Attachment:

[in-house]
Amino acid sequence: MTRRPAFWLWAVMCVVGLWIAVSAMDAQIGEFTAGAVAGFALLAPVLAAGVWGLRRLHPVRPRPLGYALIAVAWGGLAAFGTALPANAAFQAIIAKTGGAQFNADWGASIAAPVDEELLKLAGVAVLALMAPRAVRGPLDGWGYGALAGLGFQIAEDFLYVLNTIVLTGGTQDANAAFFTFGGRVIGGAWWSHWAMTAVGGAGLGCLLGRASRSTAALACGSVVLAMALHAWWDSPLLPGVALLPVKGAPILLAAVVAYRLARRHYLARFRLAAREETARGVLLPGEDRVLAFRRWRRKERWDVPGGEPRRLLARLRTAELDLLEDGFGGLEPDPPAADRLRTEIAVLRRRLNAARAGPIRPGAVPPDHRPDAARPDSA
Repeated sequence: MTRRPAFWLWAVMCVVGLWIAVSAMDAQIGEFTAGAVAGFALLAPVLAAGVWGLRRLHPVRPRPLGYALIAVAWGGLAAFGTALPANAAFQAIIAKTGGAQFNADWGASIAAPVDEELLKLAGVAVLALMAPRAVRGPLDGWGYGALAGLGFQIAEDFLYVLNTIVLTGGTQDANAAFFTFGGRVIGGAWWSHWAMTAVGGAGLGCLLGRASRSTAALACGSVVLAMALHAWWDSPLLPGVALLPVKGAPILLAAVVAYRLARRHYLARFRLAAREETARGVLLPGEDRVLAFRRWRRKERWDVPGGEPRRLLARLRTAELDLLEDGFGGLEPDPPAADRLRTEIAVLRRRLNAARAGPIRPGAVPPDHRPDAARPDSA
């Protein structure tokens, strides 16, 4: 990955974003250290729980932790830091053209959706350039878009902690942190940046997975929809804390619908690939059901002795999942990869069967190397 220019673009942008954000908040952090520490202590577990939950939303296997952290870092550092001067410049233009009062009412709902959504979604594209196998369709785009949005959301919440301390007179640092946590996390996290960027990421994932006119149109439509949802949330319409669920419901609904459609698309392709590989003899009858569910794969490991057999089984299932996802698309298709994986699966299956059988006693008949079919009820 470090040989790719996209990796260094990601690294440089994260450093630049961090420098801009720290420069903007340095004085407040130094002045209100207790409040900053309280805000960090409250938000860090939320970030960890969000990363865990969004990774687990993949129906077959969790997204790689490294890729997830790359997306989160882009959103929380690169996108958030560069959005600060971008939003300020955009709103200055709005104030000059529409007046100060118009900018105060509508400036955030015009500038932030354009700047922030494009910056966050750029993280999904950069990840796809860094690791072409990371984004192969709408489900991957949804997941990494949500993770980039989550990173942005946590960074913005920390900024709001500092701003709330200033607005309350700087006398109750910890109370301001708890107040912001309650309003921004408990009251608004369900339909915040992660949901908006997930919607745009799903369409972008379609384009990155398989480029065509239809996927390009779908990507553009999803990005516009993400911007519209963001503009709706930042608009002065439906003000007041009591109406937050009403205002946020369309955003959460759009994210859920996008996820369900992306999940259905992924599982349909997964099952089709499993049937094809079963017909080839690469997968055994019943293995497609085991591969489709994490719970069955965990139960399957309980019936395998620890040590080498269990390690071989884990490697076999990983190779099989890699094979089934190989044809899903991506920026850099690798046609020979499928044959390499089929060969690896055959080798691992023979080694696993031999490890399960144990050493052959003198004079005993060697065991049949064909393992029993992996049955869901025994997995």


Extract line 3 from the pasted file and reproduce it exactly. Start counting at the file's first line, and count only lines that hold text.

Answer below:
Repeated sequence: MTRRPAFWLWAVMCVVGLWIAVSAMDAQIGEFTAGAVAGFALLAPVLAAGVWGLRRLHPVRPRPLGYALIAVAWGGLAAFGTALPANAAFQAIIAKTGGAQFNADWGASIAAPVDEELLKLAGVAVLALMAPRAVRGPLDGWGYGALAGLGFQIAEDFLYVLNTIVLTGGTQDANAAFFTFGGRVIGGAWWSHWAMTAVGGAGLGCLLGRASRSTAALACGSVVLAMALHAWWDSPLLPGVALLPVKGAPILLAAVVAYRLARRHYLARFRLAAREETARGVLLPGEDRVLAFRRWRRKERWDVPGGEPRRLLARLRTAELDLLEDGFGGLEPDPPAADRLRTEIAVLRRRLNAARAGPIRPGAVPPDHRPDAARPDSA